Close

Tenor Ukulele Kit

4.0
  • 31 Reviews
  • Write a review
Tenor Ukulele Kit

Tenor Ukulele Kit

Item # 5348
In stock, ready to ship!

$165.65

+
Tenor Ukulele Kit with DVD

Tenor Ukulele Kit with DVD

Item # 5348-DVD
In stock, ready to ship!

List Price $205.60
Your Price $182.98

+
 
Total:
Qty:
Scroll to Top

Tenor Ukulele Kit

About This Item

A great kit for beginners: the neck has already been shaped, and all parts are included, even the strings. No plywood! This kit features solid traditional woods for great tone. The finished instrument delivers a big, warm sound.

SAVE! Order your kit with our 109-minute DVD, How To Build a Ukulele Kit. Gordon and Char Mayer of Mya-Moé Ukuleles guide you step-by-step through assembly. Great tips from pro luthiers!

The kit includes:
Solid mahogany soundboard and back
Bent solid mahogany sides
Shaped neck
Slotted inlaid rosewood fingerboard
Shaped rosewood bridge
Spruce braces and linings
Geared tuning machines
Nut, saddle and soundhole purflings
Fretwire and strings
Detailed instructions

This tenor ukulele has 17-3/32" scale length.

Easy finishing options
ColorTone Aerosol Guitar Lacquer is an economical way to apply a finish without complicated setup or equipment. Only a few cans are needed to completely finish your ukulele.


Instructions

Product Instructions

Tenor Ukulele Kit Instructions

Downloadable assembly instructions and body template for the Tenor Ukulele Kit.

Customer Reviews

  • Excellent
  • Good
  • Average
  • Fair
  • Poor
Write a review
4.0
  • 4.23 average rating from 31 reviews
Sort by
5.0

Great service.

By
(Customer's Reviews)


Customer service is second to none. I have never been disappointed.

3.0

Kit quality degraded from previous incarnations

By
(Customer's Reviews)


I purchased and assembled with great success a tenor kit this summer. I would have given that kit 4, perhaps even 5 stars. I purchased another kit this fall and it might have been from another planet. Head and toe blocks cheaply milled, fretboard is too narrow for the neck, neck wood may be mahogany (it was mahogany for sure before) but is much lighter in color than the sides, back, and soundboard, kerfing was split and cracked, sides were made from two pieces not one like it was in the earlier kit (the instructions do nothing to address this change), and overall the quality of the wood was drier and splintery than in the past. This is only the beginning - we'll see about the rest as I progress in the assembly. I am deeply disappointed that they lowered the quality of what WAS a decent product.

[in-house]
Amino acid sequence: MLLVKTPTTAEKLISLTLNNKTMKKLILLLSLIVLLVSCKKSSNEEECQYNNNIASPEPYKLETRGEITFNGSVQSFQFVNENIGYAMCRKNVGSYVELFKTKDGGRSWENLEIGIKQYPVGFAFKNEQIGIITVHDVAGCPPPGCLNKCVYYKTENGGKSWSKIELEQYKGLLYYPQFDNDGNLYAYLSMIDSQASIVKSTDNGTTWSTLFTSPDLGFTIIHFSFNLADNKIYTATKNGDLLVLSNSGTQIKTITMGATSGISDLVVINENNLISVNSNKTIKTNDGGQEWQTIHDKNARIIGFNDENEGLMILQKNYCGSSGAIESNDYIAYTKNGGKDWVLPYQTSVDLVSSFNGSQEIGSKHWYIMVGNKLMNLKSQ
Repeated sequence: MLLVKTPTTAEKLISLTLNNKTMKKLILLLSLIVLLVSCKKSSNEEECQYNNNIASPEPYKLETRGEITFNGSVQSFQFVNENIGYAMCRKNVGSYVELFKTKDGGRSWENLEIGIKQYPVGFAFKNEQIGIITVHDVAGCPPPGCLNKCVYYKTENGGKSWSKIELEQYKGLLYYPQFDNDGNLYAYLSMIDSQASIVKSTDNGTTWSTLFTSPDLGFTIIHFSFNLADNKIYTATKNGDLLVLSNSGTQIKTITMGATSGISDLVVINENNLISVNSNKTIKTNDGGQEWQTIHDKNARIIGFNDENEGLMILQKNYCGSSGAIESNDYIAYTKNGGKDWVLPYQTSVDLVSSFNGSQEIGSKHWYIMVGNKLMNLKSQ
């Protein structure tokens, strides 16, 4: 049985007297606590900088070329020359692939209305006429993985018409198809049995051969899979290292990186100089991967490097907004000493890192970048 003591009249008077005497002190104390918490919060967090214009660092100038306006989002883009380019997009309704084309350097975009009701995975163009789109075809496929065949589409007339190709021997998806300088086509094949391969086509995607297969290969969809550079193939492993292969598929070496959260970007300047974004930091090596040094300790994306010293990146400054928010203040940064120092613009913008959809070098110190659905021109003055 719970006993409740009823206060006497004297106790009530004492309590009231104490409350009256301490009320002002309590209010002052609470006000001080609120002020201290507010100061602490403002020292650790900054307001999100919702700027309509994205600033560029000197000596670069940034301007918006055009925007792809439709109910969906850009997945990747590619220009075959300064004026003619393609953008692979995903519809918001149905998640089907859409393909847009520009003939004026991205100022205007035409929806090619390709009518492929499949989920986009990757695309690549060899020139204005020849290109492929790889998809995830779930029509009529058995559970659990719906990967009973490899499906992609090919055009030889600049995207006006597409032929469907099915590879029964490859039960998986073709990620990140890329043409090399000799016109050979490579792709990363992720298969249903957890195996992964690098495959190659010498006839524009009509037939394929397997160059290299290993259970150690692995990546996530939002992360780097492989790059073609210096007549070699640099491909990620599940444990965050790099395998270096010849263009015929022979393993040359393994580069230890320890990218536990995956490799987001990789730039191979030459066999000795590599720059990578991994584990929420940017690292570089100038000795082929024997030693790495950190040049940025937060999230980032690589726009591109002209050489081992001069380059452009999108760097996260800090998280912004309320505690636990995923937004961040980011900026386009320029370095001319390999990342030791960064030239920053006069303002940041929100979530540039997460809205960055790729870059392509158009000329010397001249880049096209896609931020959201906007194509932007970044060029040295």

In addition, I'll also concur on other reviewers on the method of attaching the neck to the body. I used the dowels they included but the suggested method of aligning and attaching was just bonkers. It becomes completely useless on glue-up. Another reviewer said he made his own jig but I do not know how he did this. It would be great if StewMac would post a pdf update to the instructions with a better technique for attaching the neck.

4.0

Nothing Beats Fun

By
(Customer's Reviews)


I quite enjoyed putting this kit together, and the resulting instrument is very nice (don't actually know how to play a uke, but I do know how to pluck a sting, and it has a lot of tone. As far as beginners- hard to say; the instructions are available on line, good idea to check them if you have doubts; at any rate, you probably won't find an easier instrument build. Tools, too, are sort of open- you could do it without much, but some of the steps will be difficult- if nothing else, you should probably invest in some nut slotting and fretting tools- specialized tools are never cheap, but if you have fretted instruments in your future, you;ll almost certainly buy them some day. The wood is quite thin, but that's standard for mahogany instruments- bindings will be unnecesary if your joints are clean, and it certainly looks better without. Some have expressed concern about the dowel joint of the neck to the body, but I have no problem with it- a properly fitted dowel joint is much stronger than it's usually given credit for, and, unless you're El Kabong, this joint is acting almost entirely in compression. Many people also do this joint with a biscuit or a shop made floating tenon. You will need dowel centers to line up the joint, and unless you have a horizontal boring machine will have to drill them by hand (a drill press really won't help). The supplied dowels were not the right size. As others have noted, the fret slots are awfully deep- don't know why. As far as the instructions, not great, but they come much worse- I changed some of the procedures (didn't use the pattern at all), but you should be sure you know how the rest of the project will play out before you do so. The wood is nice, and the finish should be simple- it is a bit grainy, and will need a filler for a glossy finish; it seems to me that people go to far too much trouble to make wood look like plastic; I finished it as is with spray lacquer (I used a HVLP gun, but a single spray can would do it). They suggest a brushing varnish as an easy finish, I would dispute the ease of brushing an object with this many corners and edges.

4.0

An excellent starter kit.

By
(Customer's Reviews)